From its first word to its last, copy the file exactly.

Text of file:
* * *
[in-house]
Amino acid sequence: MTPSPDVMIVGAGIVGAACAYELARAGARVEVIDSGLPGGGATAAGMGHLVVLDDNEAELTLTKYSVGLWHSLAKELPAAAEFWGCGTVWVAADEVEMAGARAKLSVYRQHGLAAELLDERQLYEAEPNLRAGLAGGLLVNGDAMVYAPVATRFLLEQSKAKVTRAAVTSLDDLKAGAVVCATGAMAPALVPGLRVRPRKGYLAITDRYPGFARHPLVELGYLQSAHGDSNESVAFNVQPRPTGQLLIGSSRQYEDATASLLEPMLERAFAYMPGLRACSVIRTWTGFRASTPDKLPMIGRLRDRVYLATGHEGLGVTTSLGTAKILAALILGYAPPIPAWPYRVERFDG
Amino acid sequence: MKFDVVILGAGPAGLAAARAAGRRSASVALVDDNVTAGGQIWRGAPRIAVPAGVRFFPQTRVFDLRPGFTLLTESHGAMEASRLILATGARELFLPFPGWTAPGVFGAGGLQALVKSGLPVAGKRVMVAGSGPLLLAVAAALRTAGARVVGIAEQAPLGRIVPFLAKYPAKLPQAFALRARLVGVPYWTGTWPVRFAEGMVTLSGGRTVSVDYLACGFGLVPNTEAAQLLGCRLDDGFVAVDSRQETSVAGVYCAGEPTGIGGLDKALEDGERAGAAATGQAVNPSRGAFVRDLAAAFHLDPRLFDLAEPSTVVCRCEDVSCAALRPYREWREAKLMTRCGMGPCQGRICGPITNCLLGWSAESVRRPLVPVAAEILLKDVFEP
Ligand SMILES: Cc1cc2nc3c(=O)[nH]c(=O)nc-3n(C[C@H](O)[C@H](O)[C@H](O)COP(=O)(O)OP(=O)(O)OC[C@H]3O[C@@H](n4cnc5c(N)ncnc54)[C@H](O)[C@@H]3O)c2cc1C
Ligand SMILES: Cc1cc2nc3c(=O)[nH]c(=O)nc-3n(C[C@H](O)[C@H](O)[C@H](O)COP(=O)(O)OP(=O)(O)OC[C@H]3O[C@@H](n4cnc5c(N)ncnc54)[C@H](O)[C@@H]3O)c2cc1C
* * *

[in-house]
Amino acid sequence: MTPSPDVMIVGAGIVGAACAYELARAGARVEVIDSGLPGGGATAAGMGHLVVLDDNEAELTLTKYSVGLWHSLAKELPAAAEFWGCGTVWVAADEVEMAGARAKLSVYRQHGLAAELLDERQLYEAEPNLRAGLAGGLLVNGDAMVYAPVATRFLLEQSKAKVTRAAVTSLDDLKAGAVVCATGAMAPALVPGLRVRPRKGYLAITDRYPGFARHPLVELGYLQSAHGDSNESVAFNVQPRPTGQLLIGSSRQYEDATASLLEPMLERAFAYMPGLRACSVIRTWTGFRASTPDKLPMIGRLRDRVYLATGHEGLGVTTSLGTAKILAALILGYAPPIPAWPYRVERFDG
Amino acid sequence: MKFDVVILGAGPAGLAAARAAGRRSASVALVDDNVTAGGQIWRGAPRIAVPAGVRFFPQTRVFDLRPGFTLLTESHGAMEASRLILATGARELFLPFPGWTAPGVFGAGGLQALVKSGLPVAGKRVMVAGSGPLLLAVAAALRTAGARVVGIAEQAPLGRIVPFLAKYPAKLPQAFALRARLVGVPYWTGTWPVRFAEGMVTLSGGRTVSVDYLACGFGLVPNTEAAQLLGCRLDDGFVAVDSRQETSVAGVYCAGEPTGIGGLDKALEDGERAGAAATGQAVNPSRGAFVRDLAAAFHLDPRLFDLAEPSTVVCRCEDVSCAALRPYREWREAKLMTRCGMGPCQGRICGPITNCLLGWSAESVRRPLVPVAAEILLKDVFEP
Ligand SMILES: Cc1cc2nc3c(=O)[nH]c(=O)nc-3n(C[C@H](O)[C@H](O)[C@H](O)COP(=O)(O)OP(=O)(O)OC[C@H]3O[C@@H](n4cnc5c(N)ncnc54)[C@H](O)[C@@H]3O)c2cc1C
Ligand SMILES: Cc1cc2nc3c(=O)[nH]c(=O)nc-3n(C[C@H](O)[C@H](O)[C@H](O)COP(=O)(O)OP(=O)(O)OC[C@H]3O[C@@H](n4cnc5c(N)ncnc54)[C@H](O)[C@@H]3O)c2cc1C